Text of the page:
- Tamron 28-75mm 1:2.8
- Canon EF 50mm 1:2.5 Compact-Macro
- Canon EF 28mm 1:2.8
- Tamron 17-50mm 1:2.8
- Canon EF 24mm 1:2.8
- Konica Hexar AF
- Sigma 12-24mm 4.5-5.6 EX DG HSM
- Minolta MC W.Rokkor - NL 21mm 1:2.8
- Canon BG-ED3 Battery Grip
- Canon 10D
- Sigma EF-500 DG Super EO ETTL
- Minolta Dimage Scan Elite II
- Sears 55mm 1:1.4
- Minolta X-370
- Canon EF 28-90mm 1:4-5.6 III
- Canon 400D (Rebel XTi)
Canon EF 28mm 1:2.8
What could be more boring than a 28mm 1:2.8? It is a prime. Doesn't the whole world prefer zoom lenses by now? And unlike the newer, faster Canon 28mm prime, this lens is an ancient design with micro motor focus and commonly 1:2.8 maximum aperture. But these pedestrian features might be what makes this lens so appealing. This lens is one of the smallest and lightest in the EOS line. It feels positively stealthy when compared to a standard zoom lens. And it just stays out of your way when making photographs.
I can't say this lens impressed me with it's spec sheet. I wasn't shopping for a slowish prime but it was acquired so inexpensively that I couldn't say 'no'. It sat on my 'Always in The Truck' film camera for a couple years and was used for only a few rolls of film before I discovered it's charm while vacationing in Canada's Desolation Sound.
Desolation Sound is some beautiful country. Easily accessible only by water it is a wonderful boating destination. While vacationing with my family I hatched a plan to hike from one anchorage, past a few lakes, and meet the boat at the next anchorage. The trail in question was not documented in any of the cruising guides. A few rumors from fellow boaters and one off hand mention in an older book were all the 'map' I could find.
I always keep a boating camera around for these vacations. (We average dropping one camera into the water per year so our 'Boating Camera' is usually valueless and often being replaced.) But I guessed the scenery on this hike would be too nice to not photograph with something a little better. So I took my smallest digital body, the 400D, and my smallest EOS lens, the EF 28mm 1:2.8, and headed for shore. The trailhead was eventually located and our adventure began.
The first quarter of the hike was up, up, up. I flipped the 400D round back and had both hands free to fight the branches and occasional bugs. It was during this ascent that I started to realize just how valuable this lightweight lens was. We stopped to snap a few shots (or was it to rest?) and continued on. The simplicity of a good hike was well complemented by the simplicity of my chosen camera gear.
Our hike brought us to three different lakes. We met a few other adventurers. We even took a cool off swim at the last lake before finishing our trip to the second anchorage. The hike was simple joy. And I discovered so was photography when using a lightweight, no bells or whistles, non-zoom lens. I haven't owned a Leica rangefinder but I can imagine that Leica users feel the same about their gear as I did about mine.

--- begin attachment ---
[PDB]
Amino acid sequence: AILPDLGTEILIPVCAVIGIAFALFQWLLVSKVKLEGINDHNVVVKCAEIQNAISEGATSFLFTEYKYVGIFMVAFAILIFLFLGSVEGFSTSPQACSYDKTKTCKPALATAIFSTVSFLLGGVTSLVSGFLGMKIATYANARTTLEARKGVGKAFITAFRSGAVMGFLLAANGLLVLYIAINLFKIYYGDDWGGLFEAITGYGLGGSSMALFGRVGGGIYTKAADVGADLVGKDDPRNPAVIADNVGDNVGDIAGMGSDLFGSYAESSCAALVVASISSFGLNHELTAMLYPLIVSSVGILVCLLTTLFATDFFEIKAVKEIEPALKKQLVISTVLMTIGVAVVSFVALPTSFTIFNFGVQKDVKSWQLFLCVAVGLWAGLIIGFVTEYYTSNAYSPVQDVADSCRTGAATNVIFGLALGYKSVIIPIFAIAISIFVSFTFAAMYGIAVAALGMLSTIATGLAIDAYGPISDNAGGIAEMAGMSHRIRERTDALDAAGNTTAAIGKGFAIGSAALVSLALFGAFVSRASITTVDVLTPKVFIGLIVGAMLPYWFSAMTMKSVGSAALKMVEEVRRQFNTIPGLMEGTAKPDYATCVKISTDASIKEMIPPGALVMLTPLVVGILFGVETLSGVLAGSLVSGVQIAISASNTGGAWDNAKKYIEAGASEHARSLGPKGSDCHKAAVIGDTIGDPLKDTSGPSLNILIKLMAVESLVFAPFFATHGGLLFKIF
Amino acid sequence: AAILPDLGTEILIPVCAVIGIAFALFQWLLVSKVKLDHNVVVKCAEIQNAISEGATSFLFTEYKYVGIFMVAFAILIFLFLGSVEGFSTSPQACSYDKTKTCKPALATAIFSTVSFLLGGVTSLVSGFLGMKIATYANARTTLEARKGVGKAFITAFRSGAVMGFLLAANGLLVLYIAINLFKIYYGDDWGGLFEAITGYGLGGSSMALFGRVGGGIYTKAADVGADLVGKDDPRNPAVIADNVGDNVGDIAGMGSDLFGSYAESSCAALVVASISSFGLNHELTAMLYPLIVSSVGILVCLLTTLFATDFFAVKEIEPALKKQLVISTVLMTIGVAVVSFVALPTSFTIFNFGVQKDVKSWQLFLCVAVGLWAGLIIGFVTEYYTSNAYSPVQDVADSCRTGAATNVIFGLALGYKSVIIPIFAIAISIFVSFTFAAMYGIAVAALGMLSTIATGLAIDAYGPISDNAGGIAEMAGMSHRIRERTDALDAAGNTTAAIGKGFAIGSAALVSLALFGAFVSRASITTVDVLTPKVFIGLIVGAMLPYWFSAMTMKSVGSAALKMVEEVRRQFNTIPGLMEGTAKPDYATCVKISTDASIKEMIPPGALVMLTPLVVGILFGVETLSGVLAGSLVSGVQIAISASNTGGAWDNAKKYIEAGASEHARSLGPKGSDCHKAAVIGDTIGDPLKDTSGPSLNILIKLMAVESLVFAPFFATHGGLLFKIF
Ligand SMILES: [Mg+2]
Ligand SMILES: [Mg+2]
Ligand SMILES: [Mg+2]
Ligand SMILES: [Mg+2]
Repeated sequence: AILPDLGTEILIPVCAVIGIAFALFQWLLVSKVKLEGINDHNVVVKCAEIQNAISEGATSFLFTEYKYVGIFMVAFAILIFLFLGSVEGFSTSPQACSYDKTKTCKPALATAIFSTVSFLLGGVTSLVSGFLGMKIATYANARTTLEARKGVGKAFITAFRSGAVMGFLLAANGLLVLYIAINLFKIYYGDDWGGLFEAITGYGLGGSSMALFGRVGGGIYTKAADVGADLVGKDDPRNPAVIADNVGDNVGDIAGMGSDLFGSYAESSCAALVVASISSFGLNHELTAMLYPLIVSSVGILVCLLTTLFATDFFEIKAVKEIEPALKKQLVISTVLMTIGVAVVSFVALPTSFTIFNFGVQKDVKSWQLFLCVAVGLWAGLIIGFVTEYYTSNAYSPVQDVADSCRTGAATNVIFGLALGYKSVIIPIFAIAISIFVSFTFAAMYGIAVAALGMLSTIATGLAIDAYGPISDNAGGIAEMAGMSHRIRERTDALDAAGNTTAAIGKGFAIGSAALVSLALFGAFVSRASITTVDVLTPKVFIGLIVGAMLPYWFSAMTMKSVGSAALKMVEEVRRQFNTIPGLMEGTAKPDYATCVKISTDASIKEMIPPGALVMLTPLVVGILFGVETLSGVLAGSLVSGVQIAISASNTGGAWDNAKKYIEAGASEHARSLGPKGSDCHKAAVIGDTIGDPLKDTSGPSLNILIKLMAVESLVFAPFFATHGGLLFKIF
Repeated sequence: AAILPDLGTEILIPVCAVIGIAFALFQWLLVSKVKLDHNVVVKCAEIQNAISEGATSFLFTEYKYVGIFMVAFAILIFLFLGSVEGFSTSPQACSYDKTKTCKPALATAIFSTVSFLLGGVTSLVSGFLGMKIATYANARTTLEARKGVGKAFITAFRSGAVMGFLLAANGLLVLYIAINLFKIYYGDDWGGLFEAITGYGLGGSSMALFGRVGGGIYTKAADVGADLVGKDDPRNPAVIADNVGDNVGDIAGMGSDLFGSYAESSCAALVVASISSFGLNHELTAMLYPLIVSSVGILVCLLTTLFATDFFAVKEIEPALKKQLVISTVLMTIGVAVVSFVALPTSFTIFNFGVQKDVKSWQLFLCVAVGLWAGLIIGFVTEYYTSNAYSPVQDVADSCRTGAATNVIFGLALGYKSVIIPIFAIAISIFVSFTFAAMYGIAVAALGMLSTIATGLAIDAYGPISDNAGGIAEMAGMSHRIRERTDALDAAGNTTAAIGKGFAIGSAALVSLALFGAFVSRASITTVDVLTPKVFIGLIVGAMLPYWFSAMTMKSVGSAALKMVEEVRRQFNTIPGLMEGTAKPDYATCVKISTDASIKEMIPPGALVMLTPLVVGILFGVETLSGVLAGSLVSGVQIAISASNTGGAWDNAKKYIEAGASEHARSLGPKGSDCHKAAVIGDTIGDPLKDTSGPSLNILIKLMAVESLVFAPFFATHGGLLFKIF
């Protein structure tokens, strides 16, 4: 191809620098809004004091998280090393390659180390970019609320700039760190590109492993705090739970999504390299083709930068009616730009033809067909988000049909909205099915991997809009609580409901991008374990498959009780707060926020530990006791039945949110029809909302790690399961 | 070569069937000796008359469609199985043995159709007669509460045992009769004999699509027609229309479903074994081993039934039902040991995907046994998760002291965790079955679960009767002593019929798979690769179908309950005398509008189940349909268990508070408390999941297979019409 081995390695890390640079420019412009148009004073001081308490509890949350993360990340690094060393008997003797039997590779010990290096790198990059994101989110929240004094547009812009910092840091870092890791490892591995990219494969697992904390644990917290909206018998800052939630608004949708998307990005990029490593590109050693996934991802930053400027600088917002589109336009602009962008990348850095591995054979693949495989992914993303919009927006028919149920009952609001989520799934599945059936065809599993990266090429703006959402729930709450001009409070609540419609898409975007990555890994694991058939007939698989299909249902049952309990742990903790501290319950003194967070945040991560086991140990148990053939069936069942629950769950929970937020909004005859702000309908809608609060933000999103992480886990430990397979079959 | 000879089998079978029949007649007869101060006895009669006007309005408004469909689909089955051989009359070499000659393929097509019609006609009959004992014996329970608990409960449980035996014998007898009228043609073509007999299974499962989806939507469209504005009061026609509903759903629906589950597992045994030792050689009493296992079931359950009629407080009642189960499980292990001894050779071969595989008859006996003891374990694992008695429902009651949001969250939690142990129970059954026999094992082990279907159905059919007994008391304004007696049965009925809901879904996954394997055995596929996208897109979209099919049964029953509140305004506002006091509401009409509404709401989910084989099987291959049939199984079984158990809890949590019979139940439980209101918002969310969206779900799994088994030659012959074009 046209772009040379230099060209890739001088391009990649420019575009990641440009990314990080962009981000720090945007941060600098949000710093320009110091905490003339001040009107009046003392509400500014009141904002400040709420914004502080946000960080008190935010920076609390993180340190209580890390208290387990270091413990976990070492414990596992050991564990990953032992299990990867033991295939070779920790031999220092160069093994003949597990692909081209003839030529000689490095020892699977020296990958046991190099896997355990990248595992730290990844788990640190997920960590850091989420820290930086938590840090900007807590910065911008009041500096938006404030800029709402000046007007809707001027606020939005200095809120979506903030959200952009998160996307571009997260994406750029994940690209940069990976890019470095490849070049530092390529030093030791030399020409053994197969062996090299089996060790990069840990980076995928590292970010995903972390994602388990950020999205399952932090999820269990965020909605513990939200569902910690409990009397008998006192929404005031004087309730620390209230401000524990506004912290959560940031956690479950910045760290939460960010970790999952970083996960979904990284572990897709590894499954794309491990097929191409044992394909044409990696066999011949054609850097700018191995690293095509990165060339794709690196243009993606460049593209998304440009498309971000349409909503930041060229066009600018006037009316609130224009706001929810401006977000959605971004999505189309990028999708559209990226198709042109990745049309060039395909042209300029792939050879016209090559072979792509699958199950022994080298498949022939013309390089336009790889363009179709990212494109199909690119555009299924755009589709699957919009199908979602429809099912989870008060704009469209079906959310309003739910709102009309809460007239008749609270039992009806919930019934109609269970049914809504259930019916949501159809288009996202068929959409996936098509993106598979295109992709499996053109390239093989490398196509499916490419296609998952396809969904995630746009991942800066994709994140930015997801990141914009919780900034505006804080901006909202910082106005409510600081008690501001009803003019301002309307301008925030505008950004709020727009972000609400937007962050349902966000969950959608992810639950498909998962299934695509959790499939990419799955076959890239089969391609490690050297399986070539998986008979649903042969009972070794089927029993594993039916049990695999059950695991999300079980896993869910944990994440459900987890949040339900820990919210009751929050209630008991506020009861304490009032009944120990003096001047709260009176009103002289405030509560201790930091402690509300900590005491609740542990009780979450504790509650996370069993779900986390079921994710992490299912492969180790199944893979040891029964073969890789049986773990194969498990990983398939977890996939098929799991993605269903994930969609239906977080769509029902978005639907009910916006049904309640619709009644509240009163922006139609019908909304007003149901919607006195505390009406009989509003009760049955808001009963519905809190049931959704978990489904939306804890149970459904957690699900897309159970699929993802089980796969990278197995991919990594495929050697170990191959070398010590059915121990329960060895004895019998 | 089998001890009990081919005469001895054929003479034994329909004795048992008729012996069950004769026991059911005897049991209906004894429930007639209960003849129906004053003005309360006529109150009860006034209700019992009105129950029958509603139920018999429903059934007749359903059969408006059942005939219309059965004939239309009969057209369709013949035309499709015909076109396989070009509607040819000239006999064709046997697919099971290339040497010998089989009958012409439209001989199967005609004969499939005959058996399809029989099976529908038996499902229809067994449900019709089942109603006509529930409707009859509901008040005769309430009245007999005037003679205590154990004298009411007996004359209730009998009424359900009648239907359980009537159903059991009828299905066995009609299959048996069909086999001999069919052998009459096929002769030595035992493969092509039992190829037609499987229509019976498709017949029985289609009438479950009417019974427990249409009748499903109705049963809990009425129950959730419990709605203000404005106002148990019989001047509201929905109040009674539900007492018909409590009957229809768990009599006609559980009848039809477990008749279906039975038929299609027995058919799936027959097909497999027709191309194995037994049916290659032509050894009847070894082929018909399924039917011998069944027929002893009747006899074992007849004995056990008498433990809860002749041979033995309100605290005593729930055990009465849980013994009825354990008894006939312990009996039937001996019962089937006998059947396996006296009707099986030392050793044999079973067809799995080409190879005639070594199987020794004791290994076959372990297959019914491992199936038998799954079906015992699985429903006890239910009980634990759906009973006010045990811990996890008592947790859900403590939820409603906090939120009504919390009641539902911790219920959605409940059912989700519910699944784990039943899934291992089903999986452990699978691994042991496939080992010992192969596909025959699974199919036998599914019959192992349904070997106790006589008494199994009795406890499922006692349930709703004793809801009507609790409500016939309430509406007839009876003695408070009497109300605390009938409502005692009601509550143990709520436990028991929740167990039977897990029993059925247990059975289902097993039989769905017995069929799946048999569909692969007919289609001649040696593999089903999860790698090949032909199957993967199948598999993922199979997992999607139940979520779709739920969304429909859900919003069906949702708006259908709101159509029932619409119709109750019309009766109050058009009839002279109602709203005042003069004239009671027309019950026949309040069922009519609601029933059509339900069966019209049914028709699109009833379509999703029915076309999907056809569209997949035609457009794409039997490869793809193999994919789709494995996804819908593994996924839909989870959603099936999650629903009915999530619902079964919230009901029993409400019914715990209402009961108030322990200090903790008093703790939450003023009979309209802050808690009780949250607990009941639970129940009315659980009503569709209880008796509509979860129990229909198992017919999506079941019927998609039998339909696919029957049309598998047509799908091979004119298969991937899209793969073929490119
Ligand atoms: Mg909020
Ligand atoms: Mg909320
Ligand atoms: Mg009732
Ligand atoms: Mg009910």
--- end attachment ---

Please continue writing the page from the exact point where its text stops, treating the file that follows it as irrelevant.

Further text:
After returning from vacation I began to use the 28mm almost exclusively. I found that the 400D with the 28mm was joy to carry. Even all day. My camera's appearance seemed less intrusive and I felt more comfortable shooting in front of strangers. I felt more comfortable shooting images of strangers.
The most beneficial aspect of switching over to this prime was how I was now forced to work harder to frame my subjects. The zooms I had used allowed me to be lazy. A prime lens forced me to move my feet. And moving my feet reminded me to try different points of view. Sometimes I couldn't get the shot I wanted. But more often I was forced to work outside my comfort zone and the result was, if not better images, at least some practice with different techniques.
The 28mm is just a little wider than a 'normal' lens when mounted on Canon's APS-C sized sensor bodies. I can't say I grew up shooting with a 50mm lens on a 35mm format. I can't even claim to have 'grown up'. But many folks have (grown up AND used normal primes) and this lens/sensor combination will have them feeling at home.
I have no complaints about the sharpness, color, contrast, or flare control. This lens acts just like I expect a prime to act. It earns a good or better mark in all four areas. As I do no formal testing I probably shouldn't comment in any more detail.
Despite the warm feeling I have towards this lens I do have two reservations. Both are focused around the focus. The first is quite subjective. When focusing in 'Manual' mode, the focus ring mode has friction but doesn't really feel like it is connected to anything of importance. I think the technical types describe this feeling as lacking 'focus dampening'.
The second issue is mechanical. The EF 28mm 2.8 and EF 35mm 2.0 seem to have a potential issue. If the lens receives an impact it will sometimes bind up the focus mechanism. My lens suffered from this malady when I purchased it. I found an online article detailing the condition and repair. I was able to disassemble and repair mine. The binding was alleviated with the adjustment of a small bracket inside the lens. I believe the bracket is forced out of position on impact and the realignment alleviates the binding.
As of this writing, this lens is mounted on my Canon 400D Rebel body. I tend to choose the 400D/28mm combo when it looks like the plan has a lowish shoot-to-carry ratio. This combination lacks the convenience of the zoom but never stands in the way of a quality image. It's too bad it took me a couple years and then a couple mile hike to see the light.
ISO 100, f8, 1/500th.
Looking up while strolling the town.
ISO 100, f8, 1/320th, custom white balance, crop to square.
After walking the town for a bit, what sounds better than to enjoy a Pint of local brew in the Rusty Hammer? When I was visiting friends last summer I couldn't think of anything.